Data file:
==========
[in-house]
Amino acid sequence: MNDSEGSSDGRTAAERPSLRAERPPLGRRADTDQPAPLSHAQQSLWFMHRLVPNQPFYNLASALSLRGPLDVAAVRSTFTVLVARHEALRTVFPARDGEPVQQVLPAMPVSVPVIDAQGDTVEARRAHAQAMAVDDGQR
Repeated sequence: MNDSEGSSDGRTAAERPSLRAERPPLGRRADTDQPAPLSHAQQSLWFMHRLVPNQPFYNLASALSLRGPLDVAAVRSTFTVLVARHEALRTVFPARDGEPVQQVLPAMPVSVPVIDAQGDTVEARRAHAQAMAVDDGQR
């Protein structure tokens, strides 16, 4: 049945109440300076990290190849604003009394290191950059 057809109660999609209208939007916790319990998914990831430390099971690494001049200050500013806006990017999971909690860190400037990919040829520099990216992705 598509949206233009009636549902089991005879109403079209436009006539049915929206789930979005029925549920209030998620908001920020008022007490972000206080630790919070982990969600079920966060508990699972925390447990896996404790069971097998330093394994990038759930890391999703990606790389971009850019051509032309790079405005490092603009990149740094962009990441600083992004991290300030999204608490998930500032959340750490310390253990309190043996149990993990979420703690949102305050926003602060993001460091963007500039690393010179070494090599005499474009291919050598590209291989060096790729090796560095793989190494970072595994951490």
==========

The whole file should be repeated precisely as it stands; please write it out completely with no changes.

[in-house]
Amino acid sequence: MNDSEGSSDGRTAAERPSLRAERPPLGRRADTDQPAPLSHAQQSLWFMHRLVPNQPFYNLASALSLRGPLDVAAVRSTFTVLVARHEALRTVFPARDGEPVQQVLPAMPVSVPVIDAQGDTVEARRAHAQAMAVDDGQR
Repeated sequence: MNDSEGSSDGRTAAERPSLRAERPPLGRRADTDQPAPLSHAQQSLWFMHRLVPNQPFYNLASALSLRGPLDVAAVRSTFTVLVARHEALRTVFPARDGEPVQQVLPAMPVSVPVIDAQGDTVEARRAHAQAMAVDDGQR
């Protein structure tokens, strides 16, 4: 049945109440300076990290190849604003009394290191950059 057809109660999609209208939007916790319990998914990831430390099971690494001049200050500013806006990017999971909690860190400037990919040829520099990216992705 598509949206233009009636549902089991005879109403079209436009006539049915929206789930979005029925549920209030998620908001920020008022007490972000206080630790919070982990969600079920966060508990699972925390447990896996404790069971097998330093394994990038759930890391999703990606790389971009850019051509032309790079405005490092603009990149740094962009990441600083992004991290300030999204608490998930500032959340750490310390253990309190043996149990993990979420703690949102305050926003602060993001460091963007500039690393010179070494090599005499474009291919050598590209291989060096790729090796560095793989190494970072595994951490």